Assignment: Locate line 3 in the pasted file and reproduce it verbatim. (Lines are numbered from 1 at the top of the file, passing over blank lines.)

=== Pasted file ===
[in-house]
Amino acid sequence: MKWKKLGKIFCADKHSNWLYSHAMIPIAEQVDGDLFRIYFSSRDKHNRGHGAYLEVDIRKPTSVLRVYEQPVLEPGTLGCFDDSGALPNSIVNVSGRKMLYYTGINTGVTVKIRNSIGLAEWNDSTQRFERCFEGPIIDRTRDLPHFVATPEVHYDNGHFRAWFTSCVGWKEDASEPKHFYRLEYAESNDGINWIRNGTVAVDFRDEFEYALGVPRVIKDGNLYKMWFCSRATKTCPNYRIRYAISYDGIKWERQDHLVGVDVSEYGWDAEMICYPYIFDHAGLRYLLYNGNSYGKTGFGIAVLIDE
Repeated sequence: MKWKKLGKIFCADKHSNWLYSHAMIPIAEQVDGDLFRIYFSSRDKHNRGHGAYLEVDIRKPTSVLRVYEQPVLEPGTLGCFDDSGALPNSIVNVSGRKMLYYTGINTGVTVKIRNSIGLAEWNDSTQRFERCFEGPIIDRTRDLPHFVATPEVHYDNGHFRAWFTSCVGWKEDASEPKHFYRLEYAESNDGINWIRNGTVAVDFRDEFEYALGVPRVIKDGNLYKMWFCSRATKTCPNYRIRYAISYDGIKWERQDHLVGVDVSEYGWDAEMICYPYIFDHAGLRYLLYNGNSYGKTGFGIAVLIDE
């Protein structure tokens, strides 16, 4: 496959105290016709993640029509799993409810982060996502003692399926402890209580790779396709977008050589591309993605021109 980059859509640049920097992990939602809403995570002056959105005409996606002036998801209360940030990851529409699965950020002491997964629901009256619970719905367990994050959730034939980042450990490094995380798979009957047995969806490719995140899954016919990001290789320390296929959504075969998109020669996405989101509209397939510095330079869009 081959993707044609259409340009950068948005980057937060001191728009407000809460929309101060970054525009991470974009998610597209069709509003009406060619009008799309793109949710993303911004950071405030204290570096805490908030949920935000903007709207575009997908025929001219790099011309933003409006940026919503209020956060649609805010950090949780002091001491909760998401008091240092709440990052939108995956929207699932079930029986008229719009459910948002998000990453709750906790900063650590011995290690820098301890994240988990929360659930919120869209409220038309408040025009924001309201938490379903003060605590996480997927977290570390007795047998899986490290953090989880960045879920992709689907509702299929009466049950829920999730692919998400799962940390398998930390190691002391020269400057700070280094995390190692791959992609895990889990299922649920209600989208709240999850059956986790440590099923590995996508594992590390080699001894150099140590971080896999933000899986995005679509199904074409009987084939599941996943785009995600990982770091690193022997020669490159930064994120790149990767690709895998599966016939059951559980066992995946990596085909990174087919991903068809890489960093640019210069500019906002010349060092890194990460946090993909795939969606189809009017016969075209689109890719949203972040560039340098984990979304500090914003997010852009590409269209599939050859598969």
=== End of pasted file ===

Repeated sequence: MKWKKLGKIFCADKHSNWLYSHAMIPIAEQVDGDLFRIYFSSRDKHNRGHGAYLEVDIRKPTSVLRVYEQPVLEPGTLGCFDDSGALPNSIVNVSGRKMLYYTGINTGVTVKIRNSIGLAEWNDSTQRFERCFEGPIIDRTRDLPHFVATPEVHYDNGHFRAWFTSCVGWKEDASEPKHFYRLEYAESNDGINWIRNGTVAVDFRDEFEYALGVPRVIKDGNLYKMWFCSRATKTCPNYRIRYAISYDGIKWERQDHLVGVDVSEYGWDAEMICYPYIFDHAGLRYLLYNGNSYGKTGFGIAVLIDE